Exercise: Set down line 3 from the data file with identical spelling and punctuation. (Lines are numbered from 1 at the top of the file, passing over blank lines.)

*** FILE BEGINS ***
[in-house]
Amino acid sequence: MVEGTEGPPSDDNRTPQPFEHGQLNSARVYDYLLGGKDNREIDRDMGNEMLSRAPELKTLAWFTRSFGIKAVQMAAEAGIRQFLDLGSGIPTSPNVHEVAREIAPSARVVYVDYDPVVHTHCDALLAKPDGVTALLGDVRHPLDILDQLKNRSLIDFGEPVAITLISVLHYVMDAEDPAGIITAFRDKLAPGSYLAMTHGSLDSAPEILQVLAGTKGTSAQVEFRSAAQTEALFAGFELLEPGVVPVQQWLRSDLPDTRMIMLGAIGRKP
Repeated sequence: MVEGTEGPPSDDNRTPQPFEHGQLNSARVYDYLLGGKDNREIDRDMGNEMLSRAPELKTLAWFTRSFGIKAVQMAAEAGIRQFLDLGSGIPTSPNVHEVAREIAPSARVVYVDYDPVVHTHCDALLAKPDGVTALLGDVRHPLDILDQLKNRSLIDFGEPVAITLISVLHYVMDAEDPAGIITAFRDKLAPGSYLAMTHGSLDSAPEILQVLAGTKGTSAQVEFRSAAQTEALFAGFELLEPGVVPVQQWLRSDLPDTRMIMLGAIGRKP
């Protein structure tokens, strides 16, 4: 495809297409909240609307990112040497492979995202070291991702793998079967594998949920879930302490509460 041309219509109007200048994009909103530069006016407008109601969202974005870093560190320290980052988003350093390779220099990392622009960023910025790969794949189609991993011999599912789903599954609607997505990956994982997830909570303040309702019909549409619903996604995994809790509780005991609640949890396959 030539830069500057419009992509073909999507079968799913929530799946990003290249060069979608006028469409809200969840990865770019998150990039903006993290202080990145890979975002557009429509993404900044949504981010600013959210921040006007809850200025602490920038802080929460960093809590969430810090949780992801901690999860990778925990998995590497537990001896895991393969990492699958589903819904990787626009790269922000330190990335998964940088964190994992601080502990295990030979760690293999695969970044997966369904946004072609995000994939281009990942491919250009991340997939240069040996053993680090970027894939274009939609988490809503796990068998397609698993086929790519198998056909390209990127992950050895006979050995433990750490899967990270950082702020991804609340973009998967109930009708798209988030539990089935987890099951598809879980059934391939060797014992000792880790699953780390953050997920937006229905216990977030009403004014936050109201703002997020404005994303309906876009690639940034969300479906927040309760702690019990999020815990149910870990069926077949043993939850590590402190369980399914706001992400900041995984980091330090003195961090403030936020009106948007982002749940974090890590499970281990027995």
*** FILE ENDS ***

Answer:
Repeated sequence: MVEGTEGPPSDDNRTPQPFEHGQLNSARVYDYLLGGKDNREIDRDMGNEMLSRAPELKTLAWFTRSFGIKAVQMAAEAGIRQFLDLGSGIPTSPNVHEVAREIAPSARVVYVDYDPVVHTHCDALLAKPDGVTALLGDVRHPLDILDQLKNRSLIDFGEPVAITLISVLHYVMDAEDPAGIITAFRDKLAPGSYLAMTHGSLDSAPEILQVLAGTKGTSAQVEFRSAAQTEALFAGFELLEPGVVPVQQWLRSDLPDTRMIMLGAIGRKP